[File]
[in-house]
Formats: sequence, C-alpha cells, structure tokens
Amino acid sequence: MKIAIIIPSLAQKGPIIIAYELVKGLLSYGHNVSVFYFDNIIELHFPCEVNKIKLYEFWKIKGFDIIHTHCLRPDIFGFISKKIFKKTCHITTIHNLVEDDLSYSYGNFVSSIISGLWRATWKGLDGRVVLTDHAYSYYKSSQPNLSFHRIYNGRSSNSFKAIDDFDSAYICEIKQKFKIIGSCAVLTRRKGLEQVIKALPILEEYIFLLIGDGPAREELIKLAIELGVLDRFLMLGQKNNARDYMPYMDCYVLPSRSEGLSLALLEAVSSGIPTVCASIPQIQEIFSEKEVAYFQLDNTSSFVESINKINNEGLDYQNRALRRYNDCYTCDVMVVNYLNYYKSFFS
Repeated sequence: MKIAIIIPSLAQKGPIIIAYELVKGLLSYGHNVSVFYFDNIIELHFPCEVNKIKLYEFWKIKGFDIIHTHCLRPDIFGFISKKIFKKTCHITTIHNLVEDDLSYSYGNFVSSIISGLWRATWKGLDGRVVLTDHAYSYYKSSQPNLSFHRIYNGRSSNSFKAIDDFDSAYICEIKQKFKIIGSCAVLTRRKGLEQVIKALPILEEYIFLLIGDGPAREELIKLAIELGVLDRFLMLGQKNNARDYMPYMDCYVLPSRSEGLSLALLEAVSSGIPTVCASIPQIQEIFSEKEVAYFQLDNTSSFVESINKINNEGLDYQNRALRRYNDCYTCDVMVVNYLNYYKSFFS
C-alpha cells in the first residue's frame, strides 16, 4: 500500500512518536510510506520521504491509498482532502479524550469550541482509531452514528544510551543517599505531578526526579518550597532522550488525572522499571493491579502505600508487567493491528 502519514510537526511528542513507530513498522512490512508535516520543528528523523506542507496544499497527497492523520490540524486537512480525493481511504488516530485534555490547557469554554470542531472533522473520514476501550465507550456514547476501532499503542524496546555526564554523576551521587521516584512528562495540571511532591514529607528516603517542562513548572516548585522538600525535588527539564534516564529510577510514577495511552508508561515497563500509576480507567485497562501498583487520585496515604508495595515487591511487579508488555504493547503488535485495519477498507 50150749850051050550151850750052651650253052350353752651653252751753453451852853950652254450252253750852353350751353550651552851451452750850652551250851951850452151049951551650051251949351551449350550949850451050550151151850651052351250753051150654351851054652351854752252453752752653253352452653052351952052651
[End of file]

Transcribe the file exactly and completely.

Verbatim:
[in-house]
Formats: sequence, C-alpha cells, structure tokens
Amino acid sequence: MKIAIIIPSLAQKGPIIIAYELVKGLLSYGHNVSVFYFDNIIELHFPCEVNKIKLYEFWKIKGFDIIHTHCLRPDIFGFISKKIFKKTCHITTIHNLVEDDLSYSYGNFVSSIISGLWRATWKGLDGRVVLTDHAYSYYKSSQPNLSFHRIYNGRSSNSFKAIDDFDSAYICEIKQKFKIIGSCAVLTRRKGLEQVIKALPILEEYIFLLIGDGPAREELIKLAIELGVLDRFLMLGQKNNARDYMPYMDCYVLPSRSEGLSLALLEAVSSGIPTVCASIPQIQEIFSEKEVAYFQLDNTSSFVESINKINNEGLDYQNRALRRYNDCYTCDVMVVNYLNYYKSFFS
Repeated sequence: MKIAIIIPSLAQKGPIIIAYELVKGLLSYGHNVSVFYFDNIIELHFPCEVNKIKLYEFWKIKGFDIIHTHCLRPDIFGFISKKIFKKTCHITTIHNLVEDDLSYSYGNFVSSIISGLWRATWKGLDGRVVLTDHAYSYYKSSQPNLSFHRIYNGRSSNSFKAIDDFDSAYICEIKQKFKIIGSCAVLTRRKGLEQVIKALPILEEYIFLLIGDGPAREELIKLAIELGVLDRFLMLGQKNNARDYMPYMDCYVLPSRSEGLSLALLEAVSSGIPTVCASIPQIQEIFSEKEVAYFQLDNTSSFVESINKINNEGLDYQNRALRRYNDCYTCDVMVVNYLNYYKSFFS
C-alpha cells in the first residue's frame, strides 16, 4: 500500500512518536510510506520521504491509498482532502479524550469550541482509531452514528544510551543517599505531578526526579518550597532522550488525572522499571493491579502505600508487567493491528 502519514510537526511528542513507530513498522512490512508535516520543528528523523506542507496544499497527497492523520490540524486537512480525493481511504488516530485534555490547557469554554470542531472533522473520514476501550465507550456514547476501532499503542524496546555526564554523576551521587521516584512528562495540571511532591514529607528516603517542562513548572516548585522538600525535588527539564534516564529510577510514577495511552508508561515497563500509576480507567485497562501498583487520585496515604508495595515487591511487579508488555504493547503488535485495519477498507 50150749850051050550151850750052651650253052350353752651653252751753453451852853950652254450252253750852353350751353550651552851451452750850652551250851951850452151049951551650051251949351551449350550949850451050550151151850651052351250753051150654351851054652351854752252453752752653253352452653052351952052651